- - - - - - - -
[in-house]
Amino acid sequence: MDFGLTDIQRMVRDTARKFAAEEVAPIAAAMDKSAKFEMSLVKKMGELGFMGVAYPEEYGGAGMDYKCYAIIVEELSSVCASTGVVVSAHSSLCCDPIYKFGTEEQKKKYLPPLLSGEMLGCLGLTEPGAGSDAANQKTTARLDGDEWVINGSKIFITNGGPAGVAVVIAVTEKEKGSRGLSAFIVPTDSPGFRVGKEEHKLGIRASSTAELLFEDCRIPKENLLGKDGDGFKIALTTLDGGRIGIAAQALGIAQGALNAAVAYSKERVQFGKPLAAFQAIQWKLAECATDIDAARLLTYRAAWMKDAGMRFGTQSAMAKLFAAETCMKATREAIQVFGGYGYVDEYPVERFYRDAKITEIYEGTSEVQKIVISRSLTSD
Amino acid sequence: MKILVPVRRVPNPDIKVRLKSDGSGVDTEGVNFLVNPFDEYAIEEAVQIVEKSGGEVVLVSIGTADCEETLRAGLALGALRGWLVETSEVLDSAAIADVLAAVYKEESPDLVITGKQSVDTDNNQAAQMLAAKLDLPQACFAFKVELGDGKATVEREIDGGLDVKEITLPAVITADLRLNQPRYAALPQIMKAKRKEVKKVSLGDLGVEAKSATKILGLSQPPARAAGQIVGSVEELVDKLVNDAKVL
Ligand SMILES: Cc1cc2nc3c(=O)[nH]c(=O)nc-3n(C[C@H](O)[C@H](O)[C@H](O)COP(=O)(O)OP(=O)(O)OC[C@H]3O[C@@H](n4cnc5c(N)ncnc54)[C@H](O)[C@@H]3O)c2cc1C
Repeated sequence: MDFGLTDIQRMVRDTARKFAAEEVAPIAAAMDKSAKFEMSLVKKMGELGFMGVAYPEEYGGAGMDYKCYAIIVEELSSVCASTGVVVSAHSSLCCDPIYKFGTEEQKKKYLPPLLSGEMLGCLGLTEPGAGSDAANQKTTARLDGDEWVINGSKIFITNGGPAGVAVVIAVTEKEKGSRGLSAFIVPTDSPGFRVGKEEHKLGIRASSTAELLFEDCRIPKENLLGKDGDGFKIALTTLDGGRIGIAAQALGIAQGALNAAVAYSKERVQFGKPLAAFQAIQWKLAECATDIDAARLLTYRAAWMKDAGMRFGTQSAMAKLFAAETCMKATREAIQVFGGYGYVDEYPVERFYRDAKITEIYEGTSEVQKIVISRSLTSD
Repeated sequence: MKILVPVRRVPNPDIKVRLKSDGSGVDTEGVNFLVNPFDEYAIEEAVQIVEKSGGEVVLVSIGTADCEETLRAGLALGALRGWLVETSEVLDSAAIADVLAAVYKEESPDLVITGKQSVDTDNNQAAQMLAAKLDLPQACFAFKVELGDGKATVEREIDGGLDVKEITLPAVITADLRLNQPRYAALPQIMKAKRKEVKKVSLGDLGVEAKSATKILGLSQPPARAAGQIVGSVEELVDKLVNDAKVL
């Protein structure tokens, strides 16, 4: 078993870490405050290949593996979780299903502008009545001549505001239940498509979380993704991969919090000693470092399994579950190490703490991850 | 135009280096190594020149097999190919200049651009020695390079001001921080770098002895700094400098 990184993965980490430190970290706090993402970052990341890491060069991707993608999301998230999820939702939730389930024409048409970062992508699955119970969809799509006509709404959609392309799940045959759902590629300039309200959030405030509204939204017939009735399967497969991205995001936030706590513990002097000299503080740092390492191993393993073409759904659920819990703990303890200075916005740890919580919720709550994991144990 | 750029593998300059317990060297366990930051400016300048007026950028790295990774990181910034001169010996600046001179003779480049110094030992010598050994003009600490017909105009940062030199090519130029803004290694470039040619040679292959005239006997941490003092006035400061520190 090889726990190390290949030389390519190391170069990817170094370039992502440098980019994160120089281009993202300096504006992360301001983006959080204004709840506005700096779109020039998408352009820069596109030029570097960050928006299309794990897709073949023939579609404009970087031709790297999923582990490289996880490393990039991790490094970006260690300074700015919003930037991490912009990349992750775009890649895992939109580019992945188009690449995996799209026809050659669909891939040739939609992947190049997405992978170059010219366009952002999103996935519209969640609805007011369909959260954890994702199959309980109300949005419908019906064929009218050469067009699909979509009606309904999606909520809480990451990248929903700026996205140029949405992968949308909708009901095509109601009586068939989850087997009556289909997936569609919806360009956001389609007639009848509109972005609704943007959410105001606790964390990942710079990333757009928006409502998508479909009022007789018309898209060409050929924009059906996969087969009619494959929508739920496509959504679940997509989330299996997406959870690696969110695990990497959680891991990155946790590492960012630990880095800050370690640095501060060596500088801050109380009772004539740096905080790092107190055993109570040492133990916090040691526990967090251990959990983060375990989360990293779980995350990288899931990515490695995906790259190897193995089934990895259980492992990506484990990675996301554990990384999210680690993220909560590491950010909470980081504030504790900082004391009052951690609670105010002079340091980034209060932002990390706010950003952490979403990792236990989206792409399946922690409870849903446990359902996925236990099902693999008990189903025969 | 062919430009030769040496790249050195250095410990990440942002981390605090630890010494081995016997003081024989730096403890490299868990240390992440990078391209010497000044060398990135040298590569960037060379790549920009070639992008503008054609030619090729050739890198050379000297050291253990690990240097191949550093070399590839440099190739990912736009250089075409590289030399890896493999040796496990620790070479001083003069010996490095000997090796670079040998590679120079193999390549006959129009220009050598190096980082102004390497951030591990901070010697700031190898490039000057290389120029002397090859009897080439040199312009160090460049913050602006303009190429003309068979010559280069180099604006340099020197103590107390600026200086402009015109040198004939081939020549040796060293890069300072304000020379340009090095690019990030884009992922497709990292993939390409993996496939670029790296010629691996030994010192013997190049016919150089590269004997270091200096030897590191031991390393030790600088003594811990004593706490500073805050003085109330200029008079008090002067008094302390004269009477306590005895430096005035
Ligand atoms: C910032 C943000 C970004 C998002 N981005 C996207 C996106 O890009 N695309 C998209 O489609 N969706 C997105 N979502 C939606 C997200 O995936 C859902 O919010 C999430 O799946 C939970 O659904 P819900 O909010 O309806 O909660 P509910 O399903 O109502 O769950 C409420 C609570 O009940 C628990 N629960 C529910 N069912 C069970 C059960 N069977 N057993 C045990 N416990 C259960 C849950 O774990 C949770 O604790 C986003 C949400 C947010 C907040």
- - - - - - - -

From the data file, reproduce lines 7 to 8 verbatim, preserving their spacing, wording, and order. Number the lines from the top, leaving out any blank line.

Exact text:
């Protein structure tokens, strides 16, 4: 078993870490405050290949593996979780299903502008009545001549505001239940498509979380993704991969919090000693470092399994579950190490703490991850 | 135009280096190594020149097999190919200049651009020695390079001001921080770098002895700094400098 990184993965980490430190970290706090993402970052990341890491060069991707993608999301998230999820939702939730389930024409048409970062992508699955119970969809799509006509709404959609392309799940045959759902590629300039309200959030405030509204939204017939009735399967497969991205995001936030706590513990002097000299503080740092390492191993393993073409759904659920819990703990303890200075916005740890919580919720709550994991144990 | 750029593998300059317990060297366990930051400016300048007026950028790295990774990181910034001169010996600046001179003779480049110094030992010598050994003009600490017909105009940062030199090519130029803004290694470039040619040679292959005239006997941490003092006035400061520190 090889726990190390290949030389390519190391170069990817170094370039992502440098980019994160120089281009993202300096504006992360301001983006959080204004709840506005700096779109020039998408352009820069596109030029570097960050928006299309794990897709073949023939579609404009970087031709790297999923582990490289996880490393990039991790490094970006260690300074700015919003930037991490912009990349992750775009890649895992939109580019992945188009690449995996799209026809050659669909891939040739939609992947190049997405992978170059010219366009952002999103996935519209969640609805007011369909959260954890994702199959309980109300949005419908019906064929009218050469067009699909979509009606309904999606909520809480990451990248929903700026996205140029949405992968949308909708009901095509109601009586068939989850087997009556289909997936569609919806360009956001389609007639009848509109972005609704943007959410105001606790964390990942710079990333757009928006409502998508479909009022007789018309898209060409050929924009059906996969087969009619494959929508739920496509959504679940997509989330299996997406959870690696969110695990990497959680891991990155946790590492960012630990880095800050370690640095501060060596500088801050109380009772004539740096905080790092107190055993109570040492133990916090040691526990967090251990959990983060375990989360990293779980995350990288899931990515490695995906790259190897193995089934990895259980492992990506484990990675996301554990990384999210680690993220909560590491950010909470980081504030504790900082004391009052951690609670105010002079340091980034209060932002990390706010950003952490979403990792236990989206792409399946922690409870849903446990359902996925236990099902693999008990189903025969 | 062919430009030769040496790249050195250095410990990440942002981390605090630890010494081995016997003081024989730096403890490299868990240390992440990078391209010497000044060398990135040298590569960037060379790549920009070639992008503008054609030619090729050739890198050379000297050291253990690990240097191949550093070399590839440099190739990912736009250089075409590289030399890896493999040796496990620790070479001083003069010996490095000997090796670079040998590679120079193999390549006959129009220009050598190096980082102004390497951030591990901070010697700031190898490039000057290389120029002397090859009897080439040199312009160090460049913050602006303009190429003309068979010559280069180099604006340099020197103590107390600026200086402009015109040198004939081939020549040796060293890069300072304000020379340009090095690019990030884009992922497709990292993939390409993996496939670029790296010629691996030994010192013997190049016919150089590269004997270091200096030897590191031991390393030790600088003594811990004593706490500073805050003085109330200029008079008090002067008094302390004269009477306590005895430096005035
Ligand atoms: C910032 C943000 C970004 C998002 N981005 C996207 C996106 O890009 N695309 C998209 O489609 N969706 C997105 N979502 C939606 C997200 O995936 C859902 O919010 C999430 O799946 C939970 O659904 P819900 O909010 O309806 O909660 P509910 O399903 O109502 O769950 C409420 C609570 O009940 C628990 N629960 C529910 N069912 C069970 C059960 N069977 N057993 C045990 N416990 C259960 C849950 O774990 C949770 O604790 C986003 C949400 C947010 C907040």